There are strange miseries that enter the heads and hearts of older folks, which young'uns know nothing about. Doctor Samuel Sickles was now besieged by an ailment of that kind. For he did not eat sufficient to keep him alive. Soon he was silent and melancholy, over by his side of the fire; and the little girl undertook to nurse him; and she offered him the finest morsels of catfish and pone and pickles, but he didn't pay heed. He hunched down lower and lower, with the points of his shoulders going up against his ears, and every now and then his voice would exclaim in sadness or contempt.

"What ails him, anyway?" I managed to whisper to Kitty-cat, when she gave me my last slab of fish.

"He's feeling bad about the purple moccasin."

"Can't he make one for his own self?" I wanted to know.

She looked reproving, and she told me that God had made this purple moccasin, and it was the only one in the world, so far as she knew.

I asked, "Is it a snake?"

"Oh, no!" she said, shivering. "I don't like snakes a bit. But this is beautiful."

By this time she was talking as loud as you please. Still, Doctor Sickles gave us no attention. He looked moody as a ghost that couldn't get back to its tomb, and when he stood up, he walked right into the frying pan, and he had no swear word to utter about it. The fire was low again, so it was hard to make out the figure of this old man, once he had wandered away from the embers. Though I could follow the red glow on his gleaming hair; and I saw him go to the tail of the wagon; and then, from somewhere, he had drug out a tin lamp and a watering pot.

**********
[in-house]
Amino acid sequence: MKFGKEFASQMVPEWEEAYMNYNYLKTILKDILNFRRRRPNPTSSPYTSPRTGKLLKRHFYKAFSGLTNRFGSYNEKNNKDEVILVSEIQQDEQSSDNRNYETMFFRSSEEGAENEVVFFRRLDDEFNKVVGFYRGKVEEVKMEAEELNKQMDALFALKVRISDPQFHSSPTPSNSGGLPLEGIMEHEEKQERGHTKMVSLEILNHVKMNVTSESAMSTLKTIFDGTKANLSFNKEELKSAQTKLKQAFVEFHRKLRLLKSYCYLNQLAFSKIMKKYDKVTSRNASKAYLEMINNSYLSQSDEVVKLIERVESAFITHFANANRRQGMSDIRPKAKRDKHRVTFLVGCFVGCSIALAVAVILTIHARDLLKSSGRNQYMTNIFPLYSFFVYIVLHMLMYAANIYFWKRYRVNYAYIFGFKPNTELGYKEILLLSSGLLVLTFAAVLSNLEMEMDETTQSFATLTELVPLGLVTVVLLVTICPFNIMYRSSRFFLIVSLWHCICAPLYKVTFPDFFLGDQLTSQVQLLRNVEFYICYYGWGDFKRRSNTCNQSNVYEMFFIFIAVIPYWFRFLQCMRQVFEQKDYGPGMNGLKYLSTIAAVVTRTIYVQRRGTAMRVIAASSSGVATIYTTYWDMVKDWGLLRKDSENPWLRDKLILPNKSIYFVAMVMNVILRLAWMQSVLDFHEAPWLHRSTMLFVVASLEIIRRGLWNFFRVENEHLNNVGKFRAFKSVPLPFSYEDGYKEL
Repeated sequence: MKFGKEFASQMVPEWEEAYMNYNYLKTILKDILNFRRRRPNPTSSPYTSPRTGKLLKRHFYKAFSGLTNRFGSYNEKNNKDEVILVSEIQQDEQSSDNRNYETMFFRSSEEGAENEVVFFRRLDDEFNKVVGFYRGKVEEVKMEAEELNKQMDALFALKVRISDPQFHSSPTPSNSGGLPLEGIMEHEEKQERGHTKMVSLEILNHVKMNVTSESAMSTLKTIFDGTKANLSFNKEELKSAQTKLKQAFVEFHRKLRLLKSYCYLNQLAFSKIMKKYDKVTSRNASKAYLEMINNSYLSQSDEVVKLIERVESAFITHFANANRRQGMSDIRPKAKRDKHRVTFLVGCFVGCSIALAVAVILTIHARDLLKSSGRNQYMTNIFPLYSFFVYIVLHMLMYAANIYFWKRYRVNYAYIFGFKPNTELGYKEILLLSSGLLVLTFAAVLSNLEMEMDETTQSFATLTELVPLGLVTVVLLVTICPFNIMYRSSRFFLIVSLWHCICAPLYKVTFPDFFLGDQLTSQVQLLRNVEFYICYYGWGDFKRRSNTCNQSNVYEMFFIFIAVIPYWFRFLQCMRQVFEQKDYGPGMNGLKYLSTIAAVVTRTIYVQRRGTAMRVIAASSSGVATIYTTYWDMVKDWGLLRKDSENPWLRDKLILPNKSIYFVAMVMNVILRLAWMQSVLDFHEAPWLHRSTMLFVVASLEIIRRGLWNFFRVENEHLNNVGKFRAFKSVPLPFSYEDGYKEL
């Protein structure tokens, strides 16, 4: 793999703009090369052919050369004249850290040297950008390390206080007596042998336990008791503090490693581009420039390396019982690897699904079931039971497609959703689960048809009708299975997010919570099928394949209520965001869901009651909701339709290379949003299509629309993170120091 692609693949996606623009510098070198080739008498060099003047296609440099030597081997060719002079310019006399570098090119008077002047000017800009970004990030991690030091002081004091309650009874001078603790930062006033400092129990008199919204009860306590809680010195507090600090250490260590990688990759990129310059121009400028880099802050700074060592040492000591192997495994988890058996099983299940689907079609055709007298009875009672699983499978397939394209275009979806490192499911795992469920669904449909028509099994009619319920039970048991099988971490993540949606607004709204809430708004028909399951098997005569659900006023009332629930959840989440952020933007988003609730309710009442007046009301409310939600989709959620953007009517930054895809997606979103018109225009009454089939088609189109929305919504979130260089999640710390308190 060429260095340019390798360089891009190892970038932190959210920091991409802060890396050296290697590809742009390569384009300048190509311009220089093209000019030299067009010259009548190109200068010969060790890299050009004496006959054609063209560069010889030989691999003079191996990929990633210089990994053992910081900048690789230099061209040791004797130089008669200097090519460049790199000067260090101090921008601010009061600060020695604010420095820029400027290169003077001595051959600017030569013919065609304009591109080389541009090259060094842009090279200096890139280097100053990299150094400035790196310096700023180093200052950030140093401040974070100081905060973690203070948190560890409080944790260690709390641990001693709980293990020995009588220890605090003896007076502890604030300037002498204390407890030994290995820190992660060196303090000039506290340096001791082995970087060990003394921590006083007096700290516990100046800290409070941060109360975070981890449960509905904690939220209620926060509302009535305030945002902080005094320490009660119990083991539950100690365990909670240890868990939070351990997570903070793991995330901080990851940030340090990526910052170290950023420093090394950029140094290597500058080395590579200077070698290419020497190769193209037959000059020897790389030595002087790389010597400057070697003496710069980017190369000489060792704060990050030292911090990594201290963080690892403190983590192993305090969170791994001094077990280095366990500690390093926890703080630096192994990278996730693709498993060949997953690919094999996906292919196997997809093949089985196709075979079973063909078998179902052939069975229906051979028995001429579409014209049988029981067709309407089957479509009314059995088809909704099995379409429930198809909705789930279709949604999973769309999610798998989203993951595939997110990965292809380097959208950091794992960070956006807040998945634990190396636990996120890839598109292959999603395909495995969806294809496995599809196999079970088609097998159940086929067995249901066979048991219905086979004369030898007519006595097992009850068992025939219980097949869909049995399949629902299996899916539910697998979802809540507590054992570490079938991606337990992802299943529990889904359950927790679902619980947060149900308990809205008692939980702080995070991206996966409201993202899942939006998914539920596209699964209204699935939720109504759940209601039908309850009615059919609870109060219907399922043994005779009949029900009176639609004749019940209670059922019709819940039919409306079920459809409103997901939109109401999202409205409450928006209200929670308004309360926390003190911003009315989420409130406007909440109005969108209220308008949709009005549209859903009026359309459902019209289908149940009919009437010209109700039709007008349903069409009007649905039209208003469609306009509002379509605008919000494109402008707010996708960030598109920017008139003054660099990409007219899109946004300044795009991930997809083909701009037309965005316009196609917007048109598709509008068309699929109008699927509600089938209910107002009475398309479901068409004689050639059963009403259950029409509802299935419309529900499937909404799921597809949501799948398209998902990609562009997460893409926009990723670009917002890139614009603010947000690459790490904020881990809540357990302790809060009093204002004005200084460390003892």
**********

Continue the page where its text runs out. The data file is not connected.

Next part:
He lighted the lamp and clumb up over the tailboard. For a while we could watch his tall shape shadowing around inside the canvas--all lit up, like a big black spook, by the lamp glow. He was doing strange things inside that wagon, and I reckoned I'd die of curiosity.

"Is your pap going to bed?" I asked Kitty-cat.

"We don't sleep there," she said. "He's just seeing after things."

"People always sleep in wagons," I told her, for plenty of movers had gone by our house, bound for Texas and the Indian country, and I knew their habits when I was just a little shaver.

But this Flora Katherine Sickles was as sharp as her name, and she told me to be more polite. She said that she wasn't allowed to sleep in the wagon, nor did Doctor Sickles allow himself to do it, and there wasn't room for them, anyway.

We were fussing and fuming at each other again, and our angriness got the better of us both, and then we didn't talk again for a long time.

I sat there cross-legged by the fire, and thought how many miles away my home was lying, and how badly I had been mistreated. And finally I was feeling lonesome and bereft, and I couldn't see the fire at all because my eyes were so blurry. Then, just when the spasms were rising and I thought they'd slay me in my throat, I felt a hard little hand take hold of mine, and there was Kitty-cat kneeling down beside me.

In the low firelight, her hair seemed too wonderful to adorn any living head, and it overcame my breath. For she did look like a kind of angel--although one that had been running loose in the woods, and tearing her dress when she did it.